The Scarlet & Black

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The Scarlet & Black

The Scarlet & Black

Spring 2019 Drag Show

The Harris Center erupted in cheers and screams on April 13 as the drag kings, queens and groups of Grinnell College performed at Spring 2019 drag show. The S&B’s Shabana Gupta [guptasha] captured the event on-camera and Arts Editor Zoe Fruchter ‘21 collected quotes from Drag Show participants and observers on the art of drag, and the role of Drag Show in Grinnell College culture.

Desi Divas perform Bollywood dances to the crowd in the Harris Center, featuring Zenia Darling, Chutney Spears, Chennai Chilli, Mahoera, Suri Panites, Chutki Chameli, Kuff Me Kapur and Cali Billi.

“Drag means messing with gender expectations in some way, in behavior or appearance or both. Drag means finding something — empowerment or freedom or expression — via enacting a performance through this gender fuckery.

For me, doing drag this year was incredibly empowering. Making a man eat my banana dick while the crowd screamed was a huge highlight for me. Also, getting to incorporate the things I do as a sculptor, such as construction and welding, into my routine with the toolbelt, welding jacket and drill was great because it allowed me to tie together the traditionally masculine activities I take part in with my drag persona and my queerness. It was also so good to work with such brilliant and talented people (Judith [Tong ‘19], Esther [Hwang ‘20] and Nai’ya [Willis-Hogan ‘20]) collaboratively on our routine — everyone had such brilliant ideas and execution.

Drag is about being visible and being seen however you want to be in your body and your queerness; being looked at, cheered on, and adored in your sexuality, existence, and appearance.”

Charlotte Richardson-Deppe ‘19

The Serpent of Temptation cut Step on me Sampson’s hair live on stage.

“I thought this semester’s drag show was especially strong, given the variety of performances and a greater focus on drag. From a wonderful Desi-style choreographed number to death drops and artful lip-syncs, I was impressed by the effort of our students. And the last lip-sync kept us all at the very edge of our seats, with theatrics that [were] both sensational and confrontational. It was really superb.”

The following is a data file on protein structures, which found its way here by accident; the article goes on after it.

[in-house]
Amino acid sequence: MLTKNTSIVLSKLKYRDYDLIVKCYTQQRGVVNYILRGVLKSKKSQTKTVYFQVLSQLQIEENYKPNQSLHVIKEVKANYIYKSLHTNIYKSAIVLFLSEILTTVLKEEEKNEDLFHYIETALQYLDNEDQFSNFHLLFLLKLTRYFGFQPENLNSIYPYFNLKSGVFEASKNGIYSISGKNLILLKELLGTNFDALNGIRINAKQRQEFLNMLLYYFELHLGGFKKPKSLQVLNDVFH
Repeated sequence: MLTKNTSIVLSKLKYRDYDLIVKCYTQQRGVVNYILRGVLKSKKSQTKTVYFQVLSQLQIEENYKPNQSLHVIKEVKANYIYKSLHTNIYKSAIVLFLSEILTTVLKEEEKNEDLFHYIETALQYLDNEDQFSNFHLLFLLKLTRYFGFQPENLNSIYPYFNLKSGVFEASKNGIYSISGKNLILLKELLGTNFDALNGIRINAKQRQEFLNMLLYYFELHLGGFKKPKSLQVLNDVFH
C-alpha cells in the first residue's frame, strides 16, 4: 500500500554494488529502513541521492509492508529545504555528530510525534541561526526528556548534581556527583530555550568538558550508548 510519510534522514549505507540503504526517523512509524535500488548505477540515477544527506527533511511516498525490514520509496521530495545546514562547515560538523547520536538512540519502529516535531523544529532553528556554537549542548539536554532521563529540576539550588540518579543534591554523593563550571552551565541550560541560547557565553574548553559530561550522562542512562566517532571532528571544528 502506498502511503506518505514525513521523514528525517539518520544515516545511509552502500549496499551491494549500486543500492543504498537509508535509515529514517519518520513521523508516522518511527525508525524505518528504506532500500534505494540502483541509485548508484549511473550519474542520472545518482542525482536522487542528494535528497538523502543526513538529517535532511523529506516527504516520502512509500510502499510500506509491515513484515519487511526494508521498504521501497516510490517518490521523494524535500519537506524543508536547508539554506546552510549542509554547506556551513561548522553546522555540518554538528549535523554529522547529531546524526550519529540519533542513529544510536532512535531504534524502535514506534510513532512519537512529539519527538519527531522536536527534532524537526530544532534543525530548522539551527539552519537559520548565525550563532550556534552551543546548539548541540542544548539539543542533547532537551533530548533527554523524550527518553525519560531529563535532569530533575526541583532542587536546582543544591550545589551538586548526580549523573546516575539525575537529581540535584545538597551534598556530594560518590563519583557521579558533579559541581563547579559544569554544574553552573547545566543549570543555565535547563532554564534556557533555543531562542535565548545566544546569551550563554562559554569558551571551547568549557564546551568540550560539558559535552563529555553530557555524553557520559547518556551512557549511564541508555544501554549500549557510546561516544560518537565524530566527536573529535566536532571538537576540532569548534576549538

Professor Alfredo Rivera ‘06, art history

Members of Coochie Gang performed hip-hop inspired dance to music by women of color.

“I love drag, and I thought the spring show was the best I have been to in Grinnell. What I found really interesting was that even in this subversive space, where roles of gender and sexuality are interrogated and rewritten, albeit briefly, we often struggle to operate outside of the things we are trying to challenge. For instance, much of the show still revolved around the phallus. Consider the act about the female orgasm, which was lovely. The premise of it was that the female orgasm isn’t mythical, but we have to ask to whom is it mythical? Or the moment that shocked the audience the most was the chopping of the cucumber. That moment of symbolic destruction was still about the phallus. How do we construct subversive spaces, where sexuality and pleasure is not always conceived in relation to the sexual matrix of heterosexual masculinity?”

Farah Omer ’19

Ben “Dove R” Nguyen performed to “I Dreamed a Dream” from the musical Les Miserables.

 

“For me, drag is all about subversion and escape. There’s something subversive about a man throwing on a dress, heels and a wig and prancing around onstage. There’s something equally subversive about enjoying it, about literally throwing your money at it, especially in today’s political climate. And for the length of the performance we all, performers and audience alike, get to escape from the rigid bounds of gender. In that moment, April Showers’ womanhood is just as real as anyone else’s.”

April Showers

Nasty Gals senior members Vincent “No Means” Noh and Emily “This Kitty’s” Gold executed the penultimate number of the night.

 

“For me, drag is a lot about celebrating its origins as an art form that was pioneered by queer people of color, especially black and brown trans women. In a more universalizing sense though, it’s also about having the opportunity to explore the weird subversive parts of yourself and your gender presentation and invoking those parts through the visual and the physical. It’s about selling a fantasy. I think this year we were super lucky in that we had a real diverse group of performers as well as an incredibly diverse range of perspectives.”

Tucker Haddock ‘21

Moan-Alisa takes the stage with “Cumfetti.”
Queen Esther presided over the finale of Spring 2019 Drag Show.

 

At the request of a student, their name was removed as one of the collaborators mentioned by Charlotte Richardson-Deppe.

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